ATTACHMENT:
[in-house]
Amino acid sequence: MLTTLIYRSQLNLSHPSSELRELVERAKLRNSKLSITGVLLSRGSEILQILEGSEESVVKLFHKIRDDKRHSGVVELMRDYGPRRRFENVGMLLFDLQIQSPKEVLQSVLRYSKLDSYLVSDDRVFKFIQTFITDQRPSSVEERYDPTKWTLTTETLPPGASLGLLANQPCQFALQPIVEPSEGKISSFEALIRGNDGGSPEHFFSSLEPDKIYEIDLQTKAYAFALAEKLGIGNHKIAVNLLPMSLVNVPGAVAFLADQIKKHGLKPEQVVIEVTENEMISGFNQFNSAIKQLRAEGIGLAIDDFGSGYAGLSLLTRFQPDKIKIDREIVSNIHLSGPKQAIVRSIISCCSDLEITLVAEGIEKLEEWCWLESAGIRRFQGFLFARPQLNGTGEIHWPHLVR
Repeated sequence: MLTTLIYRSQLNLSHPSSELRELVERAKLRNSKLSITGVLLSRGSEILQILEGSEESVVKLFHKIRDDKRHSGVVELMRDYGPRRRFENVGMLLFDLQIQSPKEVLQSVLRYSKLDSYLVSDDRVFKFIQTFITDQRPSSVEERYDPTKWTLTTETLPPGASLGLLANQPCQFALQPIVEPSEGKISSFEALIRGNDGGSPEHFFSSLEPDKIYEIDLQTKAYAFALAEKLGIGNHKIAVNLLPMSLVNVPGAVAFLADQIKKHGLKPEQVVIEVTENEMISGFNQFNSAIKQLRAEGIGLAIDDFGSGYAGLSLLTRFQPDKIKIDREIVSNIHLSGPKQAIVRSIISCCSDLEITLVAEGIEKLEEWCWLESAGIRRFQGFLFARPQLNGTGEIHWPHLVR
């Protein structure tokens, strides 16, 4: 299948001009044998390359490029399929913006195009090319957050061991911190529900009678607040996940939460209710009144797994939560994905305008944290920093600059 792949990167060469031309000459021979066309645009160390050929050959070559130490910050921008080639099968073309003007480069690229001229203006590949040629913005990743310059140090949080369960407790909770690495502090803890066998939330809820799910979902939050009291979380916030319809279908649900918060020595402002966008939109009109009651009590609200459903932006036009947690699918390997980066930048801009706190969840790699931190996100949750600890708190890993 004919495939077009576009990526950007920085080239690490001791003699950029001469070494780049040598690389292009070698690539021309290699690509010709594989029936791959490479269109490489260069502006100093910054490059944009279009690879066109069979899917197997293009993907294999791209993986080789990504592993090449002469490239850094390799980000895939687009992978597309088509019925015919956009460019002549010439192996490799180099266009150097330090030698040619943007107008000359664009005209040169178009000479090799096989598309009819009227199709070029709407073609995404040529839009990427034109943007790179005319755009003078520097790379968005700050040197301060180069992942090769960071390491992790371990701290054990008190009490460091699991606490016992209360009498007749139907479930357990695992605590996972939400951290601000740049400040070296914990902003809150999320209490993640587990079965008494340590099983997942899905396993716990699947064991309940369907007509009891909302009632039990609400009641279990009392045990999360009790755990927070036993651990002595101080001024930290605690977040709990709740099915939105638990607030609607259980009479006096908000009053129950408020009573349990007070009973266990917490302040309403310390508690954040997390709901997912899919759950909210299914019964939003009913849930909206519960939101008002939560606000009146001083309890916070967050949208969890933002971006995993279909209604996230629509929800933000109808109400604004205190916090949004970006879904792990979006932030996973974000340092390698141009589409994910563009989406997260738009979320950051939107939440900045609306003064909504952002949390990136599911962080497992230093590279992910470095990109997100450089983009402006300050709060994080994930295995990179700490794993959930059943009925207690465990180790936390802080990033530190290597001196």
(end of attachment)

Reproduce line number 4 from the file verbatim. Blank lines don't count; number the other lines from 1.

């Protein structure tokens, strides 16, 4: 299948001009044998390359490029399929913006195009090319957050061991911190529900009678607040996940939460209710009144797994939560994905305008944290920093600059 792949990167060469031309000459021979066309645009160390050929050959070559130490910050921008080639099968073309003007480069690229001229203006590949040629913005990743310059140090949080369960407790909770690495502090803890066998939330809820799910979902939050009291979380916030319809279908649900918060020595402002966008939109009109009651009590609200459903932006036009947690699918390997980066930048801009706190969840790699931190996100949750600890708190890993 004919495939077009576009990526950007920085080239690490001791003699950029001469070494780049040598690389292009070698690539021309290699690509010709594989029936791959490479269109490489260069502006100093910054490059944009279009690879066109069979899917197997293009993907294999791209993986080789990504592993090449002469490239850094390799980000895939687009992978597309088509019925015919956009460019002549010439192996490799180099266009150097330090030698040619943007107008000359664009005209040169178009000479090799096989598309009819009227199709070029709407073609995404040529839009990427034109943007790179005319755009003078520097790379968005700050040197301060180069992942090769960071390491992790371990701290054990008190009490460091699991606490016992209360009498007749139907479930357990695992605590996972939400951290601000740049400040070296914990902003809150999320209490993640587990079965008494340590099983997942899905396993716990699947064991309940369907007509009891909302009632039990609400009641279990009392045990999360009790755990927070036993651990002595101080001024930290605690977040709990709740099915939105638990607030609607259980009479006096908000009053129950408020009573349990007070009973266990917490302040309403310390508690954040997390709901997912899919759950909210299914019964939003009913849930909206519960939101008002939560606000009146001083309890916070967050949208969890933002971006995993279909209604996230629509929800933000109808109400604004205190916090949004970006879904792990979006932030996973974000340092390698141009589409994910563009989406997260738009979320950051939107939440900045609306003064909504952002949390990136599911962080497992230093590279992910470095990109997100450089983009402006300050709060994080994930295995990179700490794993959930059943009925207690465990180790936390802080990033530190290597001196």